Because, in pressing pause, we allowed Him time. Time to restore and reveal, quieting our hearts, which would have otherwise been lost in the noise.

“But the verse!” you cry whilst reading along. What about Paul’s command to the Ephesians?

pexels-photo-192538

As tends to happen with the Bible, we messy humans get involved and screw everything up, stripping verses from the passages in which they were purposely embedded. Because the verse sounds nicer on its own, rather than in its true context, so let’s just wrap it up in a pretty package, throw some ribbon on top, and call it a day.

This verse is actually a direct reference to – and thus a paraphrasing of – David’s words in Psalm 4:4, which states, “Be angry, and do not sin. Meditate within your heart on your bed, and be still.” (NKJV)

Both verses begin with the same words: be angry, and do not sin. Anger, unless righteous, is not of God.

We know this, but even as I write those words to you, I still recognize the many times I’ve become trapped by sinful, unrighteous anger. And that is when, if I haven’t yet pressed pause, I tend to lash out. I ready my dagger, and I use words that lacerate.

We see that David asks us to “be still” in the second part of the verse. For your relationship, this may not mean going to bed angry. Instead, it may mean simply taking a quick moment to pray and seek His wisdom in the midst of a heated conversation, ensuring your anger is not causing you to sin.

Using his own words in Ephesians, Paul reminds us not to let the “sun go down on your wrath.” In this command, he is pointing to how issues can fester if we suppress them, certainly giving Satan the victory. It is a mandate to reach peace without burying a problem and allowing resentment to set in – not necessarily a direct, daily timeline, as age-old adages may have brought us to believe.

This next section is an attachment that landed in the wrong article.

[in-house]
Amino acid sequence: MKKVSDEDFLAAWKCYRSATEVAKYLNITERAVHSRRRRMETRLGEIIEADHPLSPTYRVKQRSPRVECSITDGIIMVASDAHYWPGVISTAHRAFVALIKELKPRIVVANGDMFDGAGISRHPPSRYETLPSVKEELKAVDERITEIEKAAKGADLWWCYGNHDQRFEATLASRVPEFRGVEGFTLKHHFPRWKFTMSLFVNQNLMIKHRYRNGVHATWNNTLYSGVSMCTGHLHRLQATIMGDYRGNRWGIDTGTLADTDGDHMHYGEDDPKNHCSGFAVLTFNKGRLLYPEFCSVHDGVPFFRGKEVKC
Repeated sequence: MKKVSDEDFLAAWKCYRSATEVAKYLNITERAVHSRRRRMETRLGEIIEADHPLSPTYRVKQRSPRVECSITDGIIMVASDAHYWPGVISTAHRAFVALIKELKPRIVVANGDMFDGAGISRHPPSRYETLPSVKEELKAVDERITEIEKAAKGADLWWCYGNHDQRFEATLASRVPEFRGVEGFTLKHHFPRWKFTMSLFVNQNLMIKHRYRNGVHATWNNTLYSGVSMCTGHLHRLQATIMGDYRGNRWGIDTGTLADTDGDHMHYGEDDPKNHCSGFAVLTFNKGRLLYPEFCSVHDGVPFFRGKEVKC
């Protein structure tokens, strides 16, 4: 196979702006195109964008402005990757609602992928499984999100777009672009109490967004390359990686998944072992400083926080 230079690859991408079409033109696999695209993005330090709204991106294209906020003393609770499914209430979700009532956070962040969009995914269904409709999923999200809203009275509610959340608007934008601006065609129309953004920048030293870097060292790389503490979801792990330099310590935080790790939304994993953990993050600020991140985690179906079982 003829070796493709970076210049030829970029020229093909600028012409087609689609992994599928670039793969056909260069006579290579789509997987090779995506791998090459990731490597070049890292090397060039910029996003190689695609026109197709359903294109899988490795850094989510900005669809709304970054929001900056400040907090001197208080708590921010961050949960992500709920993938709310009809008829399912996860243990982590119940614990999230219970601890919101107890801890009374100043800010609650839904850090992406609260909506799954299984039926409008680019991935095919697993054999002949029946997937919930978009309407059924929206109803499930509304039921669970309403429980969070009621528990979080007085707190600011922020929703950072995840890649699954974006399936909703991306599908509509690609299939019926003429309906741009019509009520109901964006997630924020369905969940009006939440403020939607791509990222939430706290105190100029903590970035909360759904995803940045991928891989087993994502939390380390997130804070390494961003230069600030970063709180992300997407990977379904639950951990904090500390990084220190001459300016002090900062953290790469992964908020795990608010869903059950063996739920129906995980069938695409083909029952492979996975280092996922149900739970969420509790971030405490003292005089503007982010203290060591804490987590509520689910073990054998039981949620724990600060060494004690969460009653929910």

I do hold that there is absolutely no magic to the concept of reconciling before going to sleep. In fact, I have found myself hurrying forgiveness when my heart was not yet ready in an attempt to do so. Instead, we should seek genuine resolution, focusing on the authenticity behind our forgiveness rather than the time of day at which it was given and received.

I also believe that the enemy has taken our ignorance when it comes to this “sage wisdom” and run with it. Sprinted, really. Because there would have been nothing more satisfying to Satan than for Randy and I to continue arguing all night long, slinging insults like there’s no tomorrow (because if we went to bed angry there really would be no tomorrow, right?).

Here’s the deal: maybe it actually is best for you and your spouse to take the time to reach a place of peace and resolution before you hit the hay. Only you know your relationship, so you do you. But here’s what I do know…

Be mindful of the truths that you receive, and especially of those that you give. Because they just might not be Truth at all.

Also, I like to go to bed angry. So there’s that.